Thresholds for sport and science dbhg-@comcast.net Oct 03, 2003 06:51 PDT
 ENTS:    Statistics matter. Then there are "lies, damn lies, and statistics". It depends of how carefully they've been developed, who uses them, and for what purposes, i.e. to inform, mislead, or evangelize. Unfortunately, in today's sound bite world, they are often used to trivialize. But not so, ENTS.    For big tree thresholds, some of us are always experimenting with combinations that seem to tell us something about species maximums. But how fine-tuned do we want to get and when the potential combinations go through the roof, where do we call it quits? Do fractions matter? Sometimes they do.     Let's consider some sports analogies. If you are a major league baseball player, a seasonal batting average of 3 hits for every 10 trips to the plate puts you in pretty exclusive company. An average of four hits for every ten trips makes you a legend. The addition of an average of one hit in ten trips to the plate pinpoints the limits of hitting. Big players, little players, tall players, short players, all players bow to the limit. The .300 is a threshold, .350 is another.     For baseball fans, that average of one additional hit in ten is no minor matter. Real baseball fans would never mistake a .300 hitter for a .400 hitter, if there were any today (Ted Williams was the last and he had exactly one seasons over .400). So a difference of 0.100 in seasonal batting average is of monumental importance to baseball owners, players, and fans. Small differences can be incredibly significant when a limit is being approached.     So what are some of the upper limits for eastern trees and corresponding thresholds? Well, it sounds like an age of 420 years is one for chestnut oak, courtesy of Ed Cook and Neil Pederson. What would some chestnut oak thresholds be - ages that stratify old chestnut oaks into the commonplace, the unusual, and the extraordinary. I don't know. I suspect Neil does, or at least he has a good idea. Neal? Bob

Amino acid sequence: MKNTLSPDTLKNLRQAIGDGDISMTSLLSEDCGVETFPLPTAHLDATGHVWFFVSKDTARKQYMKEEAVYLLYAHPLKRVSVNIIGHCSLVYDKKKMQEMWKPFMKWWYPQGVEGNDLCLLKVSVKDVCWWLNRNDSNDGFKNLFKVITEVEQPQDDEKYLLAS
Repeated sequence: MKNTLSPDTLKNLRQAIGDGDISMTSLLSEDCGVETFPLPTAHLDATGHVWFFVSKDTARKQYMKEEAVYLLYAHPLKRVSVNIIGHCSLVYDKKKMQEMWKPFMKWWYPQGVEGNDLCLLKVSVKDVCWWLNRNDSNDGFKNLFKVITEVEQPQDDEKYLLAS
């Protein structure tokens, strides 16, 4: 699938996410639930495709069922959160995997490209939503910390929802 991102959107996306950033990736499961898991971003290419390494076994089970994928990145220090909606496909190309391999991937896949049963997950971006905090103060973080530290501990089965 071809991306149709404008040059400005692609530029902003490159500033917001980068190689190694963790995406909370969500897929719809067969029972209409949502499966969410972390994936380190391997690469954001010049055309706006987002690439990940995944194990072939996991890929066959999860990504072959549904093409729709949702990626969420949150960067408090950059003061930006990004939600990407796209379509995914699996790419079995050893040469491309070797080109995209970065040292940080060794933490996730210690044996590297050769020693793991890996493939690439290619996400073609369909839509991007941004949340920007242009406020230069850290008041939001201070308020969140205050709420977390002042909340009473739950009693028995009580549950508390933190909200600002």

Thresholds for sport and science continued Robert Leverett Oct 03, 2003 07:54 PDT
 ENTS:    Seeing tree dimension and growth through limits and thresholds is admittedly more sport than science, unless the reasons for the limits and thresholds are studied. What is genetic, what is climate driven, disturbance driven, nutrient and moisture availability driven, etc.    There are plenty of sufficiently favorable growing spots harboring white pine in eastern Massachusetts, but eastern Massachusetts white pines just doesn't quite match the western Mass population when it comes to growth. Why isn't there an exception here or there? Maybe there is and I haven't found any of them. But there is an east-west gradient.     What is it about the area in Vermont that Russ Richardson told us about earlier that produces white pines of extraordinary growth potential. Is the spot on which they grow really that different from surrounding lands? Historically, around Blandford, VT. white pines of extraordinary grew. If left alone for 150 years, would we see them once again?         Well, there are lots of fascinating reasons to collect data and that is exactly what I'm headed out the door to do today on a day off with my wife accompanying me. What will the agenda? Buy apples, measure trees. Stop at the antique store. Measure trees. Swing by Joann Fabrics, then go measure trees. Seek out a used book store. Measure trees. I'm sure everyone has the picture. A full report will be rendered tonight. Bob
 Re: Thresholds for sport and science Colby Rucker Oct 03, 2003 09:14 PDT